Understand Fiduciary Responsibility | Capital Group

Understand Fiduciary Responsibility

Understand Fiduciary Responsibility

Regulatory changes can be challenging, but they also offer an excellent opportunity to provide a valuable service to your retirement plan clients. Use these resources to learn about the fiduciary role and how you can help them meet their fiduciary responsibilities.


The fiduciary role

In the retirement plan world, fiduciaries have a special relationship of trust or responsibility to plan sponsors, participants and beneficiaries.

The Employee Retirement Income Security Act of 1974 (ERISA) requires every retirement plan to have at least one fiduciary, whether it’s a person, a group of people or a company. A fiduciary can be:

  • Designated in the plan document or chosen by a corporate authority, such as a firm’s board of directors or retirement plan committee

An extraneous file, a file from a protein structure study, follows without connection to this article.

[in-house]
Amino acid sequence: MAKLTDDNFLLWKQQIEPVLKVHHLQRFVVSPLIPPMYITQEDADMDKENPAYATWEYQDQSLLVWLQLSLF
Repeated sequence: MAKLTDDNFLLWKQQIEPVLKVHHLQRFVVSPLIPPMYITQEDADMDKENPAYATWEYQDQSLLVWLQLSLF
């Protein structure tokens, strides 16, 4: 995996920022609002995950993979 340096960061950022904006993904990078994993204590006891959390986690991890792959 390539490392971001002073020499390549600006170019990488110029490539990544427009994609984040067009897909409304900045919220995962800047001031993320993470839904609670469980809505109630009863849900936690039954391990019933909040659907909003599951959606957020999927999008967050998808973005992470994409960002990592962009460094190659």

• Determined by what an individual does with respect to a retirement plan (e.g., someone who has discretionary authority over plan administration)
  • Anyone who gives investment advice for a fee, including the plan’s financial advisor

Fiduciary responsibilities

Retirement plan fiduciaries are required by ERISA to do the following:

  • Demonstrate loyalty to the plan. Fiduciaries must act solely in the interests of the plan, its participants and beneficiaries (e.g., plan assets should never be used for their own or the company’s advantage even if it also benefits the plan).

    They must avoid any conflicts of interest (e.g., between the sponsor’s role as a fiduciary vs. their role as a corporate officer). And, they should never receive personal benefit from any party associated with the plan.